Conversation Between Author Chenxing Han and Professor Jane Iwamura on "Be the Refuge"
Please join us for a conversation between author Chenxing Han and Professor Jane Iwamura on Be the Refuge: Raising the Voices of Asian American Buddhism. Professor Paul Harrison, Co-Director of The Ho Center for Buddhist Studies and Chair of the Department of Religious Studies at Stanford University, will serve as moderator and pose questions from the audience to Chenxing Han and Professor Jane Iwamura during the Q & A session.
Webinar Link will be sent after registration.
Summary of the book:
Be the Refuge is the first book to center the experiences of Asian American Buddhists as a pan-ethnic, pan-sectarian group. It is a celebration of underrepresented voices—and a challenge to bifurcating models of American Buddhism. Drawn from in-depth interviews with 89 young adult Asian American Buddhists, Be the Refuge counters the erasure of this complex and diverse group by resisting essentialized tropes (Oriental monk, superstitious immigrant, banana Buddhist) and highlighting the stories of multigenerational, second-generation, convert, and socially engaged Asian American Buddhists. Weaving together interviewee perspectives with scholarship and spiritual inquiry, this book reenvisions Buddhist Asian America as a community of trailblazers, bridge-builders, integrators, and refuge-makers.
Chenxing Han is a Bay Area–based writer whose publications have appeared in Buddhadharma, Journal of Global Buddhism, Lion’s Roar, Pacific World, Religions, Tricycle, and elsewhere. She holds a BA from Stanford University and an MA in Buddhist studies from the Graduate Theological Union. After studying chaplaincy at the Institute of Buddhist Studies in Berkeley, California she worked in spiritual care at a nearby community hospital in Oakland. She is the author of Be the Refuge: Raising the Voices of Asian American Buddhists (North Atlantic Books, January 2021). https://www.chenxinghan.com/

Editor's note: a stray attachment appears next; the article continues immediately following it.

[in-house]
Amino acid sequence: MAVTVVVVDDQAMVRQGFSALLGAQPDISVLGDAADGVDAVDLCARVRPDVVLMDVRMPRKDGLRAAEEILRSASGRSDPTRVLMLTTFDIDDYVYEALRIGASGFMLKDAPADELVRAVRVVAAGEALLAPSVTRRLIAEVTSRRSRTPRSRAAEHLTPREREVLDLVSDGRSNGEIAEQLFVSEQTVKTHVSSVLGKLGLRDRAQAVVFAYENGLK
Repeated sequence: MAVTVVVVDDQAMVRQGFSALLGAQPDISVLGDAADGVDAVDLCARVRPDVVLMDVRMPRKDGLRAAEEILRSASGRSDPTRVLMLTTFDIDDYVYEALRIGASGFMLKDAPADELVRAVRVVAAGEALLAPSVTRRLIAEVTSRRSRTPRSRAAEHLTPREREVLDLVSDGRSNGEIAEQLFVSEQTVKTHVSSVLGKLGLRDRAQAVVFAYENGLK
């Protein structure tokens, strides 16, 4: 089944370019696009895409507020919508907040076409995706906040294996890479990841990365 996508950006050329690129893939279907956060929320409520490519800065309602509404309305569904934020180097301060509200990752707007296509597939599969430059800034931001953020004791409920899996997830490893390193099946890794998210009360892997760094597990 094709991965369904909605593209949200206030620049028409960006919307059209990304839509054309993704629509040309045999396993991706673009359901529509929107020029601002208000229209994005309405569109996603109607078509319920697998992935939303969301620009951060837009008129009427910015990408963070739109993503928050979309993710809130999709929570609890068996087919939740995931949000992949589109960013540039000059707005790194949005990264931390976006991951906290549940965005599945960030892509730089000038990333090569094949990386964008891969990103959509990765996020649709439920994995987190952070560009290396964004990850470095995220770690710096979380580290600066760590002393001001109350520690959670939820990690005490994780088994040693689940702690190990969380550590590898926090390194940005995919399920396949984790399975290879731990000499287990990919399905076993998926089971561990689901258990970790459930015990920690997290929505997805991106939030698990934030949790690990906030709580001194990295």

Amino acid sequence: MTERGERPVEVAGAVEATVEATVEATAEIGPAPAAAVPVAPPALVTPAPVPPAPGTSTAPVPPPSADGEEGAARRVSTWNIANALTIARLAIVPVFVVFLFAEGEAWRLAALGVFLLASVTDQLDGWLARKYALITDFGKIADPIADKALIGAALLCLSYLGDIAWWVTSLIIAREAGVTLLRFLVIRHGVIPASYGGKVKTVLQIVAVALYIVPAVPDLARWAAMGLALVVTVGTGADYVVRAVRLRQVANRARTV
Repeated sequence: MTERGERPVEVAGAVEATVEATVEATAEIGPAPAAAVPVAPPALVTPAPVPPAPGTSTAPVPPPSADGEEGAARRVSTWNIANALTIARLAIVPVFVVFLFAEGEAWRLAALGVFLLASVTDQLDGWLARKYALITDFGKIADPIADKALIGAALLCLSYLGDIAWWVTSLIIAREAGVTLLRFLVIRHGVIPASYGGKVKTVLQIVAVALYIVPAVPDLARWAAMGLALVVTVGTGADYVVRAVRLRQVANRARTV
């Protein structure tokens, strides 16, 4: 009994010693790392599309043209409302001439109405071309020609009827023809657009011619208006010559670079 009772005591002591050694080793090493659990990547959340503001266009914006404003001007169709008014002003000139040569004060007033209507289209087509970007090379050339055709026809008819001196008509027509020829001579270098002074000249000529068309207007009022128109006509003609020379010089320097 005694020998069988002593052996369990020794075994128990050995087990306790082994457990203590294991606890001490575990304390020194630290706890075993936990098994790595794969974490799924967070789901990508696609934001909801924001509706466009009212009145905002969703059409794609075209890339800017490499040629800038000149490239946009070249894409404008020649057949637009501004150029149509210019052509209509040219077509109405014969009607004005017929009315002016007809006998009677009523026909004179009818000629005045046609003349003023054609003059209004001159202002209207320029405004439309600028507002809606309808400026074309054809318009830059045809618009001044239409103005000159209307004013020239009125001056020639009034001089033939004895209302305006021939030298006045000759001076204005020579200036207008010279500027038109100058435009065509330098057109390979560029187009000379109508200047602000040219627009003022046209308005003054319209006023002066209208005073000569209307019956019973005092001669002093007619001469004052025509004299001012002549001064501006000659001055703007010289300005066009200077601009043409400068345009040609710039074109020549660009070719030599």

Jane Naomi Iwamura is Chief Academic Officer and Professor of Religious Studies at University of the West. Her research focuses on Asian American religions, race and popular culture in the United States (with an emphasis on visual culture). Her publications include Virtual Orientalism: Religion and Popular Culture in the U.S. (Oxford 2011) and the co-edited volume, Revealing the Sacred in Asian and Pacific America (Routledge 2003). She has also written on Japanese American lived religions, as well as the intersection of religion and Asian American literary production, and is the co-founder and current steering committee member of the Asian Pacific American Religions Initiative (APARRI).